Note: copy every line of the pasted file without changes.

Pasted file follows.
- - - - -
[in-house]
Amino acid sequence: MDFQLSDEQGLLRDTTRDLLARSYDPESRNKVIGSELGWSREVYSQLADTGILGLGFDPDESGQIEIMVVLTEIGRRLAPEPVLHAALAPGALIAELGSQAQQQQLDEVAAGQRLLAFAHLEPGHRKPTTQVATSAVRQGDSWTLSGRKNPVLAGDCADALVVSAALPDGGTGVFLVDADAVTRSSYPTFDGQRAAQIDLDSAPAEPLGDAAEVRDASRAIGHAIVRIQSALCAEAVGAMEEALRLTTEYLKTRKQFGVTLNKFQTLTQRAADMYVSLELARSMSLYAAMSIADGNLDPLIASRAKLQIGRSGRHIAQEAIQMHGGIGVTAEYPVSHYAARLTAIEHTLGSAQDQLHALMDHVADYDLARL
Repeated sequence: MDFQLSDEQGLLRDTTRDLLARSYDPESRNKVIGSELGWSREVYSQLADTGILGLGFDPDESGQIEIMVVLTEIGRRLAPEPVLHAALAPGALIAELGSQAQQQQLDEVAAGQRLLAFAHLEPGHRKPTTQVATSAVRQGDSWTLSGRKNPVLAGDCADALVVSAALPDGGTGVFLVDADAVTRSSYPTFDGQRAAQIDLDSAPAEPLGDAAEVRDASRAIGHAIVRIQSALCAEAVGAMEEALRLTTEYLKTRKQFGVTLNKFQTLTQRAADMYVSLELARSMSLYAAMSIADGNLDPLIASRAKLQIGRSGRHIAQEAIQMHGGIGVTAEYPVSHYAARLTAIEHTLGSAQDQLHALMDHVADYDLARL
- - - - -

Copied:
[in-house]
Amino acid sequence: MDFQLSDEQGLLRDTTRDLLARSYDPESRNKVIGSELGWSREVYSQLADTGILGLGFDPDESGQIEIMVVLTEIGRRLAPEPVLHAALAPGALIAELGSQAQQQQLDEVAAGQRLLAFAHLEPGHRKPTTQVATSAVRQGDSWTLSGRKNPVLAGDCADALVVSAALPDGGTGVFLVDADAVTRSSYPTFDGQRAAQIDLDSAPAEPLGDAAEVRDASRAIGHAIVRIQSALCAEAVGAMEEALRLTTEYLKTRKQFGVTLNKFQTLTQRAADMYVSLELARSMSLYAAMSIADGNLDPLIASRAKLQIGRSGRHIAQEAIQMHGGIGVTAEYPVSHYAARLTAIEHTLGSAQDQLHALMDHVADYDLARL
Repeated sequence: MDFQLSDEQGLLRDTTRDLLARSYDPESRNKVIGSELGWSREVYSQLADTGILGLGFDPDESGQIEIMVVLTEIGRRLAPEPVLHAALAPGALIAELGSQAQQQQLDEVAAGQRLLAFAHLEPGHRKPTTQVATSAVRQGDSWTLSGRKNPVLAGDCADALVVSAALPDGGTGVFLVDADAVTRSSYPTFDGQRAAQIDLDSAPAEPLGDAAEVRDASRAIGHAIVRIQSALCAEAVGAMEEALRLTTEYLKTRKQFGVTLNKFQTLTQRAADMYVSLELARSMSLYAAMSIADGNLDPLIASRAKLQIGRSGRHIAQEAIQMHGGIGVTAEYPVSHYAARLTAIEHTLGSAQDQLHALMDHVADYDLARL